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Dalai Lama demands Tibet autonomy, mourns past

Dalai Lama demands Tibet autonomy, mourns past
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First Published: Tue, Mar 10 2009. 02 39 PM IST
Updated: Tue, Mar 10 2009. 02 39 PM IST
Dharamsala: The Dalai Lama marked his 50 years in exile on Tuesday by demanding “meaningful autonomy” for his Tibetan homeland, where Chinese authorities tightened security to stifle protests against their rule.
Speaking before some 10,000 Tibetans from around the world, the 73-year-old leader slammed China for bringing “untold suffering and destruction” to Tibet and turning the region at times into “hell on earth”.
“From time immemorial, the Tibetan and Chinese people have been neighbours,” the Dalai Lama said from the courtyard of the main Buddhist temple in Dharamsala, the north Indian hill town where the Tibetan government-in-exile is based.
“We Tibetans are looking for a legitimate and meaningful autonomy.”
Tibet, and ethnic Tibetan areas in neighbouring provinces of China, are under a security clampdown aimed at stifling protest against Chinese rule.
The Dalai Lama mourned what he called the suffering and destruction wrought by Chinese Communist policies and campaigns. “These thrust Tibetans into such depths of suffering and hardship that they literally experienced hell on earth,” he said, as the crowd listened with rapt attention.
Many were seen crying with folded hands as he said: “Even today, Tibetans in Tibet live in constant fear.”
The Tibetan anthem was played and a minute’s silence was observed in the memory of victims of last year’s Chinese crackdown in Tibet.
About 20 young men and women, dressed mostly in black Tibetan dress to mourn victims of the crackdown, came in before the speech playing drums and bagpipes and singing “Rise up, rise up”.
Shortly after the speech, thousands of Tibetans, many among them children, marched through the narrow streets of Dharamsala carrying “Free Tibet” posters and protesting against a Chinese security clampdown in Tibet.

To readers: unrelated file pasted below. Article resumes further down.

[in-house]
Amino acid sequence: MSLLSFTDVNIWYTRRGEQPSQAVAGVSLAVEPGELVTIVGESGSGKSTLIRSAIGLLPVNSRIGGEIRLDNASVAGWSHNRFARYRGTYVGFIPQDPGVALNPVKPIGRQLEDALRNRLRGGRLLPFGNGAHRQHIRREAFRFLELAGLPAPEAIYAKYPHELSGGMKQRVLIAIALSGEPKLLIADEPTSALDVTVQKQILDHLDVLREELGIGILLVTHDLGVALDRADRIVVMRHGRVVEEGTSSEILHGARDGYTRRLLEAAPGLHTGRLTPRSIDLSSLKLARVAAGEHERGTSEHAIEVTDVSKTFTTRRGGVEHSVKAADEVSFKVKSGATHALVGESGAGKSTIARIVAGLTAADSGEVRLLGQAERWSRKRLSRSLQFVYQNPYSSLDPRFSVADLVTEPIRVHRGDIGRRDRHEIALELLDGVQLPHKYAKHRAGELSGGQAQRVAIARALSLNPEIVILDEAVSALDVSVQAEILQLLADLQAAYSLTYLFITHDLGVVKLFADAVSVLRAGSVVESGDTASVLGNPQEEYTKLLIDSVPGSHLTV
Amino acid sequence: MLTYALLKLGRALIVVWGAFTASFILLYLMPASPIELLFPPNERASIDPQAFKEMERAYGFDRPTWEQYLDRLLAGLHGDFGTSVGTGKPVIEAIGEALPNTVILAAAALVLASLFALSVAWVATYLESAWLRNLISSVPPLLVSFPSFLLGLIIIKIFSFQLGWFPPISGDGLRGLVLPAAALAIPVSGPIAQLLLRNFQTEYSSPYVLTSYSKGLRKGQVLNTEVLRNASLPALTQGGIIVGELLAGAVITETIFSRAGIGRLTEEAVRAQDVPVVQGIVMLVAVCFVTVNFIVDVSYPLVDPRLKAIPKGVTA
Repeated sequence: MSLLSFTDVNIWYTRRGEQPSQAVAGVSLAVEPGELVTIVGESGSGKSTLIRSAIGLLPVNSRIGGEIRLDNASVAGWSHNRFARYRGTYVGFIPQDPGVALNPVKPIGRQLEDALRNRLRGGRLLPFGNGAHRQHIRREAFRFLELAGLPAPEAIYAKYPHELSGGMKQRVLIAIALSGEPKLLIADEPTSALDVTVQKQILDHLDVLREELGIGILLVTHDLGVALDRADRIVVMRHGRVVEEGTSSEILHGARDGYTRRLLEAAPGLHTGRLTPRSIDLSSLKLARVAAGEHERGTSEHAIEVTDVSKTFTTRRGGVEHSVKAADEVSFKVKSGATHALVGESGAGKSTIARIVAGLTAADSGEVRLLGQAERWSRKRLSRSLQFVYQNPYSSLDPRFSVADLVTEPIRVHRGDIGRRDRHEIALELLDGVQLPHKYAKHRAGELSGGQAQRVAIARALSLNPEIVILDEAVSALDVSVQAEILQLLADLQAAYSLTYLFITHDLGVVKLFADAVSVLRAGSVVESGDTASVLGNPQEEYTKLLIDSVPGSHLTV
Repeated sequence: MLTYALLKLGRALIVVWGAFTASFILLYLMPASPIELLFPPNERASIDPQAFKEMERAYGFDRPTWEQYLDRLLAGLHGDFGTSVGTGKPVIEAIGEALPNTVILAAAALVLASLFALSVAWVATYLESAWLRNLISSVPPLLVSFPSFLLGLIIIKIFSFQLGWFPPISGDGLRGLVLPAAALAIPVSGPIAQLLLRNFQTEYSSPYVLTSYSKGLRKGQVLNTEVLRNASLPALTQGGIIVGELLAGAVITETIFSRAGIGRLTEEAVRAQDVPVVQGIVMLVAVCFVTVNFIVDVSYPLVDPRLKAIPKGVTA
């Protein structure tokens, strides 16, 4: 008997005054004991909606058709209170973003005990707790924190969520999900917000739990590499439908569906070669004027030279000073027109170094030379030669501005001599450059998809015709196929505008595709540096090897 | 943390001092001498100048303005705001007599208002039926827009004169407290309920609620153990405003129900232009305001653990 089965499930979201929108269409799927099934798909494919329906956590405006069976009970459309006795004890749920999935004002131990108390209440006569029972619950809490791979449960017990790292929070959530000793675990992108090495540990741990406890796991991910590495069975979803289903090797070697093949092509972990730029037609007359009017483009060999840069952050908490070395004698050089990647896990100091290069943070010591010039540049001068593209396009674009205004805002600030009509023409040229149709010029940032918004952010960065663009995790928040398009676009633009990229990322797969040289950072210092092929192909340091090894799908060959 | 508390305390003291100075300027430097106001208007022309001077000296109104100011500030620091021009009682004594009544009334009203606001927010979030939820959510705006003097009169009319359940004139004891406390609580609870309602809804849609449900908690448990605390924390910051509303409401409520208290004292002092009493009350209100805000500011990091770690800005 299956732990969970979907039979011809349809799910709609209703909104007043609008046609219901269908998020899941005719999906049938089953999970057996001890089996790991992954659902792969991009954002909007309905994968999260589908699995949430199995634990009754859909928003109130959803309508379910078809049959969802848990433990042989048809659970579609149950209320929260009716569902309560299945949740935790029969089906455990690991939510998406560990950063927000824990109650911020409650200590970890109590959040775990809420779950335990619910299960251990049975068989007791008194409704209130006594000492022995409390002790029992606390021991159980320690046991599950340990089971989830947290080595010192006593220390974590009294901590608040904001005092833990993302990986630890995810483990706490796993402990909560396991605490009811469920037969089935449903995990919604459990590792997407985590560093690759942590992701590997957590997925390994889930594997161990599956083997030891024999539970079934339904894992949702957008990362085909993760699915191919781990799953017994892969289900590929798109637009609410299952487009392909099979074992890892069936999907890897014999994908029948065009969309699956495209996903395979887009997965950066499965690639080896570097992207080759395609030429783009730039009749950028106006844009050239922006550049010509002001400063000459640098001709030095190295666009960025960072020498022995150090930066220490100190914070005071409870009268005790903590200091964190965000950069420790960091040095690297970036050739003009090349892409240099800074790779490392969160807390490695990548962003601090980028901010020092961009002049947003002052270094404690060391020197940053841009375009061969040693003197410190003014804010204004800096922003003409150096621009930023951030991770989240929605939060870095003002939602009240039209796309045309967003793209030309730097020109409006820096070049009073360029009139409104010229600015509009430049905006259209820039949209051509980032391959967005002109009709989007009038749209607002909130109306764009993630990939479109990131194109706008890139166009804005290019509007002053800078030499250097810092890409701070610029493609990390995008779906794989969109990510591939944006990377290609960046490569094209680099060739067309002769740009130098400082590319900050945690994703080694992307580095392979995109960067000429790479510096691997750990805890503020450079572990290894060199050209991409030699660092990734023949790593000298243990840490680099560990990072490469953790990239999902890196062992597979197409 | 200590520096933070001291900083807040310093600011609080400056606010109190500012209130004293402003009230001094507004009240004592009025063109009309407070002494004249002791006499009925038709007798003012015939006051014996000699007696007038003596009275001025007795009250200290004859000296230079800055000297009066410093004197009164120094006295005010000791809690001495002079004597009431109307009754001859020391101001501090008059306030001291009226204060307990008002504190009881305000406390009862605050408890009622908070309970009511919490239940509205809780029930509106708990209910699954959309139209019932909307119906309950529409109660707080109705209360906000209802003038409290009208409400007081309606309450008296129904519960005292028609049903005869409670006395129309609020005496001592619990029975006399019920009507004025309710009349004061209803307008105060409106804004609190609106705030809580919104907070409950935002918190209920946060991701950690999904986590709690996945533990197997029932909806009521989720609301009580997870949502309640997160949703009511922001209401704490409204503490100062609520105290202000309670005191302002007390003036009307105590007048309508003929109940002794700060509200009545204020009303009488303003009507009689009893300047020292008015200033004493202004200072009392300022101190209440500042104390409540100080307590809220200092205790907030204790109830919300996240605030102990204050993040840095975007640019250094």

“Whatever the Dalai Lama said is right, we totally believe in him and will follow him,” Rinzin Choedon, a 12-year-old school student, said.
“Today it is not an ordinary day for us, today we can make a remark to the whole world as Tibet is an international issue and China has to agree that Tibet is a free nation.”
Yet while decrying China’s crackdown on unrest 12 months ago and a lack of progress in talks between his envoys and Beijing, the Dalai Lama said the two sides must find a way forward together.
SECURITY CLAMPDOWN IN TIBET
In the high plateau of Qinghai province which borders Tibet, meanwhile, riot police with signs banning firearms blocked roads and turned back reporters trying to enter the monastery town of Tongren, known as Rebkong in Tibetan.
“Can’t you see? It’s so tense. What can I say about 10 March? Look at all these soldiers and police here,” said a farm woman named Manang.
Armed police do not expect unrest but are ready to “deal with any situation”, a police commissar said on the eve of the speech.
“There will be no problems this year. It’s all very stable,” Danbainima, a Tibetan delegate to a parliamentary advisory body, said on the sidelines of parliament in Beijing.
The tense anniversary passes amid muted speculation about the Dalai Lama’s longevity and the future of his cause after recent stays in hospital.
On Monday Chinese President Hu Jintao warned his government would not relax its control of the mountain region Mao Zedong’s Communist forces took in 1950, calling for “a sturdy Great Wall against separatism”.
Communist Party mouthpiece the People’s Daily carried an editorial on Tuesday extolling Tibet’s development in the last 50 years and slamming what it called the misery of the old feudal society, in which people fought dogs for food and illiteracy was widespread.
“Nobody hopes to go backwards in history, and only a few slave owners dwell on the life that once was. Tibet’s happiness today is the happiness of the people, not that of the slave owners,” it said.
Beijing says the Dalai Lama’s calls for Tibetan high-level autonomy are tantamount to a demand for independence.
But many exiled Tibetans would like to go further than the conciliatory approach of their spiritual leader. A meeting of exiles last November reaffirmed his “middle way” path, but many said their patience with Beijing may not last.
The Dalai Lama’s message is sure to make its way quickly to his homeland, where he is widely revered despite years of official vilification. Beijing blames his “clique” for the unrest that erupted across the region last year — a claim he rejects.
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First Published: Tue, Mar 10 2009. 02 39 PM IST